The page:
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Martin Luther King Jr’s ‘dream’ speech’s 60th anniversary draws thousands in Washington

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Civil rights leader Martin Luther King Jr. addresses the crowd at the Lincoln Memorial in Washington, D.C., where he gave his I Have a Dream speech on Aug. 28, 1963, as part of the March on Washington. — AFP
Civil rights leader Martin Luther King Jr. addresses the crowd at the Lincoln Memorial in Washington, D.C., where he gave his “I Have a Dream” speech on Aug. 28, 1963, as part of the March on Washington. — AFP

Thousands of Americans descended on the US capital marking the 60th anniversary of the 1960s civil rights movement march in Washington, when Martin Luther King Jr. delivered his inspiring “I have a dream” address.

More than 250,000 people participated in the 1963 march in Washington to demand an end to discrimination based on race, colour, religion, sex, or national origin. Many people attribute the Civil Rights Act of 1964’s passing to the march’s demonstration of strength.

This year’s march was sponsored by the National Association for the Advancement of Coloured People and other civil rights organisations and held at the Lincoln Memorial, which served as the setting for King’s passionate appeal for equality.

On Saturday, Margaret Huang, president and chief executive of the nonprofit Southern Poverty Law Centre, a civil rights organisation, reminded the crowd that the march of 1960 opened doors and inspired the development of new instruments to combat racial prejudice.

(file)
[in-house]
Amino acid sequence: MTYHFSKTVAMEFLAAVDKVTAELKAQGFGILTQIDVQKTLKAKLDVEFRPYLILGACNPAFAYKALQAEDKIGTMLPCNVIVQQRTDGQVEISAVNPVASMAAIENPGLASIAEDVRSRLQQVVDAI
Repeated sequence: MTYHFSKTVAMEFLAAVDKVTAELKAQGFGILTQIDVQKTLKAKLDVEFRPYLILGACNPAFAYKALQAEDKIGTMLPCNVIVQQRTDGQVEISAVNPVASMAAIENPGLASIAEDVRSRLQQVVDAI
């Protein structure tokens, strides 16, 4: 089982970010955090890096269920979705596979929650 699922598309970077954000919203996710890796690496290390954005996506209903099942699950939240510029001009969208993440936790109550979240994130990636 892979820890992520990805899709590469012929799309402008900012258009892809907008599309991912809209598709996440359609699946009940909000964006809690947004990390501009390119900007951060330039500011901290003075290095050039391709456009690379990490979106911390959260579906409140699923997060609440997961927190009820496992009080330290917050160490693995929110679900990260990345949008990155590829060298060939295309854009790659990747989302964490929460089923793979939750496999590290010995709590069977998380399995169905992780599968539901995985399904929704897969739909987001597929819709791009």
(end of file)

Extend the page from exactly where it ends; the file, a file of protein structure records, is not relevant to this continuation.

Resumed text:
But new laws throughout the country that “claw away at the right to vote” and target the LGBTQ community threaten to erase some of those gains, Huang said.

“These campaigns against our ballots, our bodies, our school books, they are all connected. When our right to vote falls all other civil and human rights can fall too, but we’re here today to say ‘not on our watch.’”

Kimberle Crenshaw, executive director of the African American Policy Forum, said the anniversary occurred at a troubling moment.

“The very history that the march is commemorating is being not only challenged but distorted,” Crenshaw said, referring to bans in several states on books and classroom instruction based on so-called “critical race theory”, which views a legacy of racism as shaping American history.

She described that as part of a “concerted effort to silence conversation about that history” along with other actions like the removal of an African American studies course from public schools in Florida and Arkansas.

Critical race theory is opposed on the grounds that it misrepresents history, causes unnecessary division, and upsets students, reported Al Jazeera.

‘Intensification of racism’

Civil rights activists like the Reverend Al Sharpton, Martin Luther King III, Yolanda Renee King, and House Minority Leader Hakeem Jeffries were among the speakers at the march.

The US has made significant progress since 1963 in terms of King’s “dream” aims, according to Jonathan Greenblatt, national director of the Anti-Defamation League, an organisation that participated in the effort to pass the Civil Rights Act.

However, he noted that recent decisions by the Supreme Court that restricted access to abortion and affirmative action were grounds for concern.

“We’ve seen an expansion of anti-Semitism, we’ve seen an intensification of racism,” said Greenblatt.

On Monday, President Joe Biden and Vice President Kamala Harris will host a meeting with march organisers at the White House to commemorate a meeting that took place in 1963 between organisers of the first march and President John F. Kennedy’s administration.

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